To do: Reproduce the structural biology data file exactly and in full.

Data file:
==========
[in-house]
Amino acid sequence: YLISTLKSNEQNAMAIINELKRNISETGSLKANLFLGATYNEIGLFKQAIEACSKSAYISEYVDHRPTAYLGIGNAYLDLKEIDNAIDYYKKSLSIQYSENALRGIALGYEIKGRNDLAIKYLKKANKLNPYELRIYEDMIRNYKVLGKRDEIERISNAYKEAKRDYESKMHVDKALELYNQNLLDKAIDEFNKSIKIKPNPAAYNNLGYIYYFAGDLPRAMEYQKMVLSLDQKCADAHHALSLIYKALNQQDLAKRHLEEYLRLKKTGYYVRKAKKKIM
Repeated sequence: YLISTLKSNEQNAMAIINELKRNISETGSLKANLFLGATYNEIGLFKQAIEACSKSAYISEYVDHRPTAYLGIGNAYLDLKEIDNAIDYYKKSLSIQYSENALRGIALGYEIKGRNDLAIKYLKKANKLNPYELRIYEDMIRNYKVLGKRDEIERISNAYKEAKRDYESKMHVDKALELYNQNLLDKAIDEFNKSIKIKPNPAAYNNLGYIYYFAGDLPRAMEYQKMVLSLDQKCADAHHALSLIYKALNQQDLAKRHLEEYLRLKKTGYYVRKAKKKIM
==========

[in-house]
Amino acid sequence: YLISTLKSNEQNAMAIINELKRNISETGSLKANLFLGATYNEIGLFKQAIEACSKSAYISEYVDHRPTAYLGIGNAYLDLKEIDNAIDYYKKSLSIQYSENALRGIALGYEIKGRNDLAIKYLKKANKLNPYELRIYEDMIRNYKVLGKRDEIERISNAYKEAKRDYESKMHVDKALELYNQNLLDKAIDEFNKSIKIKPNPAAYNNLGYIYYFAGDLPRAMEYQKMVLSLDQKCADAHHALSLIYKALNQQDLAKRHLEEYLRLKKTGYYVRKAKKKIM
Repeated sequence: YLISTLKSNEQNAMAIINELKRNISETGSLKANLFLGATYNEIGLFKQAIEACSKSAYISEYVDHRPTAYLGIGNAYLDLKEIDNAIDYYKKSLSIQYSENALRGIALGYEIKGRNDLAIKYLKKANKLNPYELRIYEDMIRNYKVLGKRDEIERISNAYKEAKRDYESKMHVDKALELYNQNLLDKAIDEFNKSIKIKPNPAAYNNLGYIYYFAGDLPRAMEYQKMVLSLDQKCADAHHALSLIYKALNQQDLAKRHLEEYLRLKKTGYYVRKAKKKIM